Estrogen's skin-enhancing effects are well-known. It stimulates collagen production and a moisture factor known as hyaluronic acid. Aging decreases both estrogen and collagen, and enzymes that convert DHEA to estrogen also decline. Not surprisingly, women who take synthetic estrogen have thicker, healthier skin, and women who take both estrogen and testosterone have skin that is 48 percent thicker (and healthier) than women who don't take either hormone.
DHEA is converted into estrogen and testosterone, providing the benefits of both hormones.
While the exact roles of DHEA and melatonin in human skin are still under scrutiny, researchers have identified several mechanisms through which these hormones protect against aging, maintain the health of skin, and affect how sunlight reacts with skin cells. All three are connected. For example, sunlight and aging suppress immunity; immunity affects health, and melatonin and DHEA affect them all.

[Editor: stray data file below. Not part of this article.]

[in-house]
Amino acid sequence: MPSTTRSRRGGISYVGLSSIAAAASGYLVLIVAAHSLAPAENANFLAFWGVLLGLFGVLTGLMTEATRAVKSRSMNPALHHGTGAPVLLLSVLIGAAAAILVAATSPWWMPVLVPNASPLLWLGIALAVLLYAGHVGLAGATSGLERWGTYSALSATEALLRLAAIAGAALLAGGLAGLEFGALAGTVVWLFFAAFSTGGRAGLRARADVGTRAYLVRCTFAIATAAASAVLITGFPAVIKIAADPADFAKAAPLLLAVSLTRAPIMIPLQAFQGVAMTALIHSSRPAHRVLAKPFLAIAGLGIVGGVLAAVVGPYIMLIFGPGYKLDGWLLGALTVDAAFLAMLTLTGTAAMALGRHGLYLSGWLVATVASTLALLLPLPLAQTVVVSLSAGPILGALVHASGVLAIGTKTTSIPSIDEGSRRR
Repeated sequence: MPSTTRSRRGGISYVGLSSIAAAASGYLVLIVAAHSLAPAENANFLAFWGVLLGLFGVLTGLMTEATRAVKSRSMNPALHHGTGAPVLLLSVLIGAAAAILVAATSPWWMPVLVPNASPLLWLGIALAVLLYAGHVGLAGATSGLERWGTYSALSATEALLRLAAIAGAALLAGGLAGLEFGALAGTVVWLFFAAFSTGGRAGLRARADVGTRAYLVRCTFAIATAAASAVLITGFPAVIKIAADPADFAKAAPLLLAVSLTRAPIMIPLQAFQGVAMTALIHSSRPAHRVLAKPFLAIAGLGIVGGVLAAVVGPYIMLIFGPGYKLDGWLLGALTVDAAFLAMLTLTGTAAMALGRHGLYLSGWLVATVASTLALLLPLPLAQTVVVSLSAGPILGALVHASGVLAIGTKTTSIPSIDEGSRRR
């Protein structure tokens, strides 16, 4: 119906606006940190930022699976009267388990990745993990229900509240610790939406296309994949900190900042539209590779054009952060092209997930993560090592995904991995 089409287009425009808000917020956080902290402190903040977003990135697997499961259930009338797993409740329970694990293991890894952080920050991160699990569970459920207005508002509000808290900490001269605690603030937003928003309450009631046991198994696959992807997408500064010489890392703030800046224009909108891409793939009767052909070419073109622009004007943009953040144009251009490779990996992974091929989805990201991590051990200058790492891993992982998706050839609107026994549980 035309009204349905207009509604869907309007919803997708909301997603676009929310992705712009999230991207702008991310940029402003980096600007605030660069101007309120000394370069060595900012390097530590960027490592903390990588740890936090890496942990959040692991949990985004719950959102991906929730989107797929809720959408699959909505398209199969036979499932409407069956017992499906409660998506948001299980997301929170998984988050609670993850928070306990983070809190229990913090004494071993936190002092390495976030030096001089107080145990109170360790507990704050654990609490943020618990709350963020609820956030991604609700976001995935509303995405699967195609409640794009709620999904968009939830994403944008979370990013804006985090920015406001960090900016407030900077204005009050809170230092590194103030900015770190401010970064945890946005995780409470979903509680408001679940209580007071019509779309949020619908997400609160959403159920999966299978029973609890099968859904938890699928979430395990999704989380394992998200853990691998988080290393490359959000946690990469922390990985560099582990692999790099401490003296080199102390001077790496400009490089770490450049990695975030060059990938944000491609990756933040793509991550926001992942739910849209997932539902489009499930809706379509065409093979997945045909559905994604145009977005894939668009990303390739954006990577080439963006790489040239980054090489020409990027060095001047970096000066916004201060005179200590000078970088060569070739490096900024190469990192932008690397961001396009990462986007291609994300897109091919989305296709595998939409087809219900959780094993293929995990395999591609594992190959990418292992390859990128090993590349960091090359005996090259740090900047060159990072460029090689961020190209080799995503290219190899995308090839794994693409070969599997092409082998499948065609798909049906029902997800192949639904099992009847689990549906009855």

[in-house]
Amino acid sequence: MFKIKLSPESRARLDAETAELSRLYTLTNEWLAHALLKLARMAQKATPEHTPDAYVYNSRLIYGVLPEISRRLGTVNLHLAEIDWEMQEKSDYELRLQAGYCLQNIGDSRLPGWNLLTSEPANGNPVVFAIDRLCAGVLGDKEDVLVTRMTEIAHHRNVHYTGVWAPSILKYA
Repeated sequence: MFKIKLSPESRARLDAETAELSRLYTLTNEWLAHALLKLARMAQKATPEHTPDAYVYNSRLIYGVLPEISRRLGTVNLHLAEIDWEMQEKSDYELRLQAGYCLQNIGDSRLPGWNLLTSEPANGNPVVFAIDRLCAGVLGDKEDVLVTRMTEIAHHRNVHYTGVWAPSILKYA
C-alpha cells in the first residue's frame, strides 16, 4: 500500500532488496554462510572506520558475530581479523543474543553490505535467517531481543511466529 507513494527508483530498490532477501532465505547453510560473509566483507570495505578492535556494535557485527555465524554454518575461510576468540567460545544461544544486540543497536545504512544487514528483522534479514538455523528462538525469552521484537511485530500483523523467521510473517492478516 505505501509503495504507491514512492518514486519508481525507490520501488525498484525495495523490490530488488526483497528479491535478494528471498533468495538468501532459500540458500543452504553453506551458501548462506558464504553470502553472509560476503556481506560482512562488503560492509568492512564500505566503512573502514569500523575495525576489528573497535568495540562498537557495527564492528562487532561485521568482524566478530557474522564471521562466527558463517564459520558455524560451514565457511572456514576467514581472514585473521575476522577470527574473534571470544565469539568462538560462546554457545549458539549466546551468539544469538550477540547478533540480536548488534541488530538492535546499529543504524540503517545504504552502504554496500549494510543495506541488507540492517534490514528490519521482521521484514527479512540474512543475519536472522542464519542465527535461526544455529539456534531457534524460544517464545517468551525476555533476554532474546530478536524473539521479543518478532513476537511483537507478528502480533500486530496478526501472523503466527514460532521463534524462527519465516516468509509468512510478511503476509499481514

Skin is such a specialized organ that it has its own immune system. In fact, it has been proposed that faulty skin immunity affects the body's entire immune system. Sunlight can penetrate deep into skin and alter immunity directly, or it can cause changes in the dermis and epidermis that in turn provoke immune changes. Sunlight also affects hormones...it decreases melatonin, norepinephrine and acetylcholine, and increases cortisol, serotonin, GABA and dopamine.
DHEA has beneficial effects beyond its conversion into skin-friendly hormones-DHEA also has powerful skin-protective effects. A study in the Journal of Surgical Research demonstrates the extraordinary ability of topically applied DHEA to protect skin's delicate blood vessels. Researchers found that if DHEA is applied after a serious burn, the blood vessels underlying the burned area are protected, and protected blood vessels save the skin.